Think Progress has a good piece on how difficult it can be for Native American voters to get to the early polling places or to vote with an absentee ballot in South Dakota. Needless to say, the Republicans who run the state government are not vested with any self-interest in remedying the problem, so it’s no surprise that they haven’t availed themselves of federal monies that have been authorized for just such circumstances.

Thankfully, Daily Kos has been leading the way in the liberal blogosphere to help South Dakota’s Native Americans participate in this fall’s midterm elections. In such a small state, the impact of these kind of voter mobilization efforts is magnified.

The senate race in South Dakota is highly unusual and extremely hard to predict. The former Republican Governor Mike Rounds has been the favorite ever since he announced himself as a candidate. But he didn’t run much of a campaign and he’s been entangled in a nasty scandal about selling visas to the highest foreign bidder, as well as blatant conflicts of interest from some members of his administration that he knew about but did nothing to stop.

Complicating factors greatly has been the independent candidacy of former Republican U.S. Senator Larry Pressler. Mr. Pressler doesn’t have much money or organization, but he’s been polling strongly enough to add some doubt about how this three-way race will shake out.

The expectation is that both Pressler and the Democratic candidate, Rick Weiland, would caucus with the Democrats if they were to win this race, but it isn’t at all clear that either of them has a legitimate chance of winning. There were two polls in early October that offered some hope. A SurveyUSA poll put Pressler within striking distance of Rounds, while a Harper poll showed Weiland not too far behind. Something must have impressed the Democrats, too, because they suddenly reversed course a couple of weeks ago and dumped a million bucks into the state.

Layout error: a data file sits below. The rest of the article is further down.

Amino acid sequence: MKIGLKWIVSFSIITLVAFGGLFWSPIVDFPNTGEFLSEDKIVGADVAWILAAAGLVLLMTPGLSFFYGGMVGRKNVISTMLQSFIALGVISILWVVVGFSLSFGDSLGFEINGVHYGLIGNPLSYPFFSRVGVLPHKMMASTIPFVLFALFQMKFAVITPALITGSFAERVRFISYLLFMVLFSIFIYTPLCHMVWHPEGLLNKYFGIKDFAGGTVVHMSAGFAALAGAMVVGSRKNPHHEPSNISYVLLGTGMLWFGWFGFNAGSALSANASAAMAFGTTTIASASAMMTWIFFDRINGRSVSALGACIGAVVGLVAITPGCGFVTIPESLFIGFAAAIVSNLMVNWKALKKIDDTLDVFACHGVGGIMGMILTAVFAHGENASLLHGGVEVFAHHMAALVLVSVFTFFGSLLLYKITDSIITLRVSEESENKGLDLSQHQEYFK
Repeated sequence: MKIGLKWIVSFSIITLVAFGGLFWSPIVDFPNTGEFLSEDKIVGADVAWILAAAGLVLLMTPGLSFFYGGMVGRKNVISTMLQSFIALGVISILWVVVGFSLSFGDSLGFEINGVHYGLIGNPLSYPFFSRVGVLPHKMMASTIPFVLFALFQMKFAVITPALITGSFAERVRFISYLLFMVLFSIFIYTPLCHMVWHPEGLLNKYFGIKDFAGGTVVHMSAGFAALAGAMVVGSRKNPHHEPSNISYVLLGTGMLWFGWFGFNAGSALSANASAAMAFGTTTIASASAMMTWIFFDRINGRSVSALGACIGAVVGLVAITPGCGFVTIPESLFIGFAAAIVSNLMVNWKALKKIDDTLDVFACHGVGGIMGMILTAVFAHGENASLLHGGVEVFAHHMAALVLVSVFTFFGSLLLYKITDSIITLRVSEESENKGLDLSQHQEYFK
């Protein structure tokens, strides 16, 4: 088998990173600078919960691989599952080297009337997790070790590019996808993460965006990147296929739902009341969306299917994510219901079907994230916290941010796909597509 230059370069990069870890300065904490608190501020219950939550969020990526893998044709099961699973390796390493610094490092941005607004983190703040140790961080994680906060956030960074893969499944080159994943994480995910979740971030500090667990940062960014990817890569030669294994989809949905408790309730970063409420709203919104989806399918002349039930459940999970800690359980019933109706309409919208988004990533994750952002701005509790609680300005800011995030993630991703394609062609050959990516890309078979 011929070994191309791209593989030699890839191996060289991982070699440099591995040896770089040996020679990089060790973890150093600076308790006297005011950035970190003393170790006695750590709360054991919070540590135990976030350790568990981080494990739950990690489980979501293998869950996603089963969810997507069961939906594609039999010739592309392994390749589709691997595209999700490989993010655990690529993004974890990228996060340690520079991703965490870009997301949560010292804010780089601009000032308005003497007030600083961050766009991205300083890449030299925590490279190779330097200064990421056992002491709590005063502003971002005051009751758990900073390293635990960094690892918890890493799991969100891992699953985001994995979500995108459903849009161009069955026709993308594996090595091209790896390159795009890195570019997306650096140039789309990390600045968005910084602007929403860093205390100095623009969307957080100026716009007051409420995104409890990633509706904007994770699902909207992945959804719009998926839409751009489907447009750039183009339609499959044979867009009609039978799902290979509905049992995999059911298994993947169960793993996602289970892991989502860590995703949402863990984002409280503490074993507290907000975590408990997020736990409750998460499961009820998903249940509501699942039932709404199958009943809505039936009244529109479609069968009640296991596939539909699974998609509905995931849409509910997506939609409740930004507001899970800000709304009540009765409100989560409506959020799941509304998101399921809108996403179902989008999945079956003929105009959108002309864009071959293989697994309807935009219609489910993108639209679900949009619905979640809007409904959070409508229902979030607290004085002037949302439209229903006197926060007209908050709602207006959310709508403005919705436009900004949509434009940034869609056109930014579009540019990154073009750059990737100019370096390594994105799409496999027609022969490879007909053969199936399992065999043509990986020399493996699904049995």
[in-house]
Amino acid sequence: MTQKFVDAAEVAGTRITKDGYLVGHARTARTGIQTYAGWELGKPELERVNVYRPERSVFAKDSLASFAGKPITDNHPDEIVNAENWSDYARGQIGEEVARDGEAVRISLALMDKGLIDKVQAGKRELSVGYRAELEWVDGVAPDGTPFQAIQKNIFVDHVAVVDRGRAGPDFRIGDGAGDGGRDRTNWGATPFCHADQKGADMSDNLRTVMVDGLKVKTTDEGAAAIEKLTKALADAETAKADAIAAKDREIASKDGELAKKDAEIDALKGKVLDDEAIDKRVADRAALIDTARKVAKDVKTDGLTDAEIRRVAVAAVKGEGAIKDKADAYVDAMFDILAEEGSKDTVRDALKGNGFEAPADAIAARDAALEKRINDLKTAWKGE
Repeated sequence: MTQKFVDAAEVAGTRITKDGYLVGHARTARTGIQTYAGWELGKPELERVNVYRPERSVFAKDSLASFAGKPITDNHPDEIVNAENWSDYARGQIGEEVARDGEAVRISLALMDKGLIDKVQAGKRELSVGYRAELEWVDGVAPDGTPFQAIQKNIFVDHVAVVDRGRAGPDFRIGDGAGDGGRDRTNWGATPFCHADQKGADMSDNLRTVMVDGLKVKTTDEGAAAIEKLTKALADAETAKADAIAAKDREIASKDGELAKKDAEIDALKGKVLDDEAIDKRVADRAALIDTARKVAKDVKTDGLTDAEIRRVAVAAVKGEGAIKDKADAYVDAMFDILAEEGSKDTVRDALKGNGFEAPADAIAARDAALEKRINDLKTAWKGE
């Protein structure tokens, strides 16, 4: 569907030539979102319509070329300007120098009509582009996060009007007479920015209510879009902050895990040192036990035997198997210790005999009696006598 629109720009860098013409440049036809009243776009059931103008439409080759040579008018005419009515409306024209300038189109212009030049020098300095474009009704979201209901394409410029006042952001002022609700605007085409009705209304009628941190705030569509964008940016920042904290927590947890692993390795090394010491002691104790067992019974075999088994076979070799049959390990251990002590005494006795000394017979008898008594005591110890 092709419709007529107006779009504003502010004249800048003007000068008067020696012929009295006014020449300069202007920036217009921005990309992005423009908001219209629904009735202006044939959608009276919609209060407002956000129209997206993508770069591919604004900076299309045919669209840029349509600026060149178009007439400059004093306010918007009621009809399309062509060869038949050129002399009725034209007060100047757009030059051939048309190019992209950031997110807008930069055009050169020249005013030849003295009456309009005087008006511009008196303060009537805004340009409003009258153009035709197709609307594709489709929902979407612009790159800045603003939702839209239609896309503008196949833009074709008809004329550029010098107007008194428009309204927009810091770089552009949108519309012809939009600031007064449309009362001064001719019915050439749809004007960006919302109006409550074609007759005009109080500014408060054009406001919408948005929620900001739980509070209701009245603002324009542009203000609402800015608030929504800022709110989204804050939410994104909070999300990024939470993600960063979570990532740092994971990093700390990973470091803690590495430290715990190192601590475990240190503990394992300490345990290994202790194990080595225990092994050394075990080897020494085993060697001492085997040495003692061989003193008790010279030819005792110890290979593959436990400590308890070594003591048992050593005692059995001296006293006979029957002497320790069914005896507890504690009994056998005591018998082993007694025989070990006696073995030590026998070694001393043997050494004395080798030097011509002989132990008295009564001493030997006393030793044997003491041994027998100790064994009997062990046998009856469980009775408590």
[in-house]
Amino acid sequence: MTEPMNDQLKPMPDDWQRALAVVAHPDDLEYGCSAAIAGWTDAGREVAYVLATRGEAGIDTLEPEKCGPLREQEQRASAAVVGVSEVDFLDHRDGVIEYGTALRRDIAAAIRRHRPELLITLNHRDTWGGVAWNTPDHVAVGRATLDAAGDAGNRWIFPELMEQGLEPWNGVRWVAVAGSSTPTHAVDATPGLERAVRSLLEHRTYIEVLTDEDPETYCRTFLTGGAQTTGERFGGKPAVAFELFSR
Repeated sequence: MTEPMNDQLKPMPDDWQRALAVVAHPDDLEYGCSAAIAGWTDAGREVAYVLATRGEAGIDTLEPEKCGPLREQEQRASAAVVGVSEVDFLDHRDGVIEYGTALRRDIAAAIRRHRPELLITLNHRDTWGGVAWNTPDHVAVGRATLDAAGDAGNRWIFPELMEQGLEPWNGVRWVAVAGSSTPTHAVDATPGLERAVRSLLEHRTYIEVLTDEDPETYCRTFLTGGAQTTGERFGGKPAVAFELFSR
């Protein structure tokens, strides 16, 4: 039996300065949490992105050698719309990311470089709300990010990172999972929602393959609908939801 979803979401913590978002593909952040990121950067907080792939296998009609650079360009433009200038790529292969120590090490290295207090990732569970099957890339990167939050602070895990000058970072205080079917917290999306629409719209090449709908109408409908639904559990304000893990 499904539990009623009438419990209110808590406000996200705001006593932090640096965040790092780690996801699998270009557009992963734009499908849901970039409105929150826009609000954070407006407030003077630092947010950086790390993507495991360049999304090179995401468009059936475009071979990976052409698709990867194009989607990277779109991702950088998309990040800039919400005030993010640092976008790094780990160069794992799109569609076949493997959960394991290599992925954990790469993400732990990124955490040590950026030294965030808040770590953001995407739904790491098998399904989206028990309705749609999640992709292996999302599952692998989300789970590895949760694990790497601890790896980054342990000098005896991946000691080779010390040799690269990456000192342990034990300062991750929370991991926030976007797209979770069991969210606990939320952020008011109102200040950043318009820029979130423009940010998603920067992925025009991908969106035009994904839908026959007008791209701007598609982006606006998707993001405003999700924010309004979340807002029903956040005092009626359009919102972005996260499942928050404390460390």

Nonetheless, the latest poll, which is from NBC/Marist, shows Rounds with a commanding 14 point lead over Weiland and 27 point lead over Pressler. This is consistent with all the polling that was taken this year prior to October.

I don’t have any special insight into this race. I don’t know why the polling contracted earlier this month or what the Democrats saw that led them to invest heavily around the same time. I do know that Rounds have been getting some unrelentingly bad press and that he’s run a lousy and complacent campaign.

All I can say is that some people seem to believe that Rounds could lose, but there isn’t much in the way of evidence to support that theory.

Martin Longman

Martin Longman is the web editor for the Washington Monthly. See all his writing at